The present paper evaluate slaminatedcarbonbi-wove fibers Reinforced with vinyl ester composites. Vinyl ester was used as a matrix to prepare composites by in situ polymerization technique. Four planar layers were made simultaneously by keeping one over the other and each layer made sure to be weighed off by 15% which was maintained in all layers with different orientations. Pre-assumed Layer-1 is (50/50)50%,0º; Layer-2 is (35/35/30) 35% 0º, 35% +45º,30%,0;Layer-3is (25/50/25) 25% 0º, 50%+45º,25-45º; and Layer-4is (25/25/25/25) (25% 0º, 25% +45º,25% -45º,25% 90º.The composite was prepared with the help of hand layup technique. Test ready specimens were tested with the help of shearing machine in accordance with ASTM Standards .It was observed that vinyl ester made good interface with parent fiber material. Flexural strength and Tensile strength have improved up to 3rd layer and decreased afterwards whereas Flexural modulus and Tensile modulus have linearly increased up to 4th layer. Thermal stability and Glass transition temperature have also been found to be satisfactory for all the laminated layers. Chemical resistance was good for the entire chemicals except sodium hydroxide.
This paper presents a study on evaluating rolling shear (RS) strength properties of cross laminated timber (CLT) using torsional shear tests and bending tests. The CLT plates were manufactured with Spruce-Pine-Fir boards and glued with polyurethane adhesive. Two types of layups (3-layer and 5-layer) and two clamping pressures (0.1 MPa and 0.4 MPa) were studied. For the torsional shear tests, small shear block specimens were sampled from the CLT plates and the cross layers were processed to have an annular cross section. Strip specimens were simply sampled from the CLT plates for the bending tests. Based on the failure loads, RS strength properties were evaluated by torsional shear formula, composite beam formulae as well as detailed finite element models, respectively. It was found that the two different test methods yielded different average RS strength value for the same type of CLT specimens. The test results showed that the CLT specimens pressed with the higher clamping pressure had slightly higher average RS strength. The specimens with thinner cross layers also had higher RS strength than the specimens with thicker cross layers.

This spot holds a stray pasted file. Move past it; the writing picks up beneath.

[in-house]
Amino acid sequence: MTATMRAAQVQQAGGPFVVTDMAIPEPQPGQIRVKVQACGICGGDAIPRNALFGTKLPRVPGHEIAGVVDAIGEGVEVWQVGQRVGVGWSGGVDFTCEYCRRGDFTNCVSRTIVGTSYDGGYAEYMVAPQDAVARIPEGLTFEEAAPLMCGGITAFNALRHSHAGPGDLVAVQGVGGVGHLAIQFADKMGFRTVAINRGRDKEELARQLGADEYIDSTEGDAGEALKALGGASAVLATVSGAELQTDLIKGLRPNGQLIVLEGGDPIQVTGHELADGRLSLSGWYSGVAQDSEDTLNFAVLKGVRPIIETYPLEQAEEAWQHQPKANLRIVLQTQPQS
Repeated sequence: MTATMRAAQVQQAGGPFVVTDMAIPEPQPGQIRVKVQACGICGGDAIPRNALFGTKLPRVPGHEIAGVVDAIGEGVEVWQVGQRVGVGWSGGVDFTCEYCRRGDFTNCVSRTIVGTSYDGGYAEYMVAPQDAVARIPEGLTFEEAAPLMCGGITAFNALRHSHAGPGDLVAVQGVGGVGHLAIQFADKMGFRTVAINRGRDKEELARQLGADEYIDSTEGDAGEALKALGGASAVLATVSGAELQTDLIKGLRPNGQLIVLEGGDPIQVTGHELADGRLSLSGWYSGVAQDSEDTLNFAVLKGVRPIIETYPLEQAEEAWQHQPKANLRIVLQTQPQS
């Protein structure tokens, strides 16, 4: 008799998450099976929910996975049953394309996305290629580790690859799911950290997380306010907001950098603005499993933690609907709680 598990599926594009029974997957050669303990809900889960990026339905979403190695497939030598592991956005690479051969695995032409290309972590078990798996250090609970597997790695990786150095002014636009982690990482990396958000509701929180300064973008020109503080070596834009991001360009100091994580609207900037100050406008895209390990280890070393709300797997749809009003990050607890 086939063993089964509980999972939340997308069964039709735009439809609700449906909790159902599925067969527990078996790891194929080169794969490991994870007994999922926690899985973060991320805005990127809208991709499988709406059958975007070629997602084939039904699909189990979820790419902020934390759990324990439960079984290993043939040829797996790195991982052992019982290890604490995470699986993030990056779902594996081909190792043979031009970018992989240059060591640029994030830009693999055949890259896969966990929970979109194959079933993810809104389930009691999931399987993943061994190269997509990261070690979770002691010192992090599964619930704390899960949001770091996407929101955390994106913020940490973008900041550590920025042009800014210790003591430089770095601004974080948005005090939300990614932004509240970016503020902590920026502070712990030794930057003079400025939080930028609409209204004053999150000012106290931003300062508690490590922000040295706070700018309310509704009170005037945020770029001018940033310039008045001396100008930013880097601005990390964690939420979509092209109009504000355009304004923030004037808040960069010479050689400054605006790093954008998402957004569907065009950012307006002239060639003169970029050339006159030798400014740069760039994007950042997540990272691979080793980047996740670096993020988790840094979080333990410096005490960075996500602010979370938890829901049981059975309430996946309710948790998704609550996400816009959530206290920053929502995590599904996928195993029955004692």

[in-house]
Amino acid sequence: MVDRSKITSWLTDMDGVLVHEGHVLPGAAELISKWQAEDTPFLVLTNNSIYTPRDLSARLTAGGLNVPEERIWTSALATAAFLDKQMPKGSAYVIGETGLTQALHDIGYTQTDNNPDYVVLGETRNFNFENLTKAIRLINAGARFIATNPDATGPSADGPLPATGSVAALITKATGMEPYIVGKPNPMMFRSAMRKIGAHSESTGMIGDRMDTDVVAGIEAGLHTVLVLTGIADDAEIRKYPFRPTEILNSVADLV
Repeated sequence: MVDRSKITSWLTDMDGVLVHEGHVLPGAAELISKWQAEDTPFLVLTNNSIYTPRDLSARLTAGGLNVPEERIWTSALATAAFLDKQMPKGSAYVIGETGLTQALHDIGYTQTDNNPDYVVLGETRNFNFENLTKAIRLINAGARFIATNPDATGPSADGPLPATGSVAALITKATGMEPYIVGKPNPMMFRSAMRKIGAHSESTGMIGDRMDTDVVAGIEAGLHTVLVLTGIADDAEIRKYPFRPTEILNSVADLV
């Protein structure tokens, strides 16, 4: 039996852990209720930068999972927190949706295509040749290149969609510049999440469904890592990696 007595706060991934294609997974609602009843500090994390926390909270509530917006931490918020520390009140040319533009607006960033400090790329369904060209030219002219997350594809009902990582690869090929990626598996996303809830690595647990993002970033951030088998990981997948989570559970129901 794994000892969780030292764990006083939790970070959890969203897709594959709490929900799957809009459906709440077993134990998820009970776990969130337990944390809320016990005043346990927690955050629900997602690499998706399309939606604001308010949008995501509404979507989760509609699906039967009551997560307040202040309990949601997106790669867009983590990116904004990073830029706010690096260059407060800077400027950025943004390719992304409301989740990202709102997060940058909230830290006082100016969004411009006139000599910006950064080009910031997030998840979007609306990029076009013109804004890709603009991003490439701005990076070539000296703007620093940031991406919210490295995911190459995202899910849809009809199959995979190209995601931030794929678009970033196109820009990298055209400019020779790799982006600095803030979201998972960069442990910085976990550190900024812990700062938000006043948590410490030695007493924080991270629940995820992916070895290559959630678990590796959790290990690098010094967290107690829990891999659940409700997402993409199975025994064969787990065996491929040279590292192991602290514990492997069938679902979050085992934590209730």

A cross-laminated timber (CLT) wall plays the role of resisting shear stress induced by lateral forces as well as vertical load. Due to the press size, CLT panels have a limitation in size. To minimize the initial investment, some glulam manufactures wanted to make a shear wall element with small-size CLT panels and panel-to-panel connections and wanted to know whether the shear wall would have equivalent shear performance with the wall made of a single CLT panel. In this study, this was investigated by experiments and kinematic model analysis. Two shear walls made of small CLT panels were tested. The model showed a good agreement with test results in the envelope curve. Even though the shear walls were made of small panels, the global peak load did not decrease significantly compared with the wall made of a single CLT panel, but the global displacement showed a large increase. From this analysis, it was concluded that the shear wall can be designed with small CLT panels, but displacement should be designed carefully.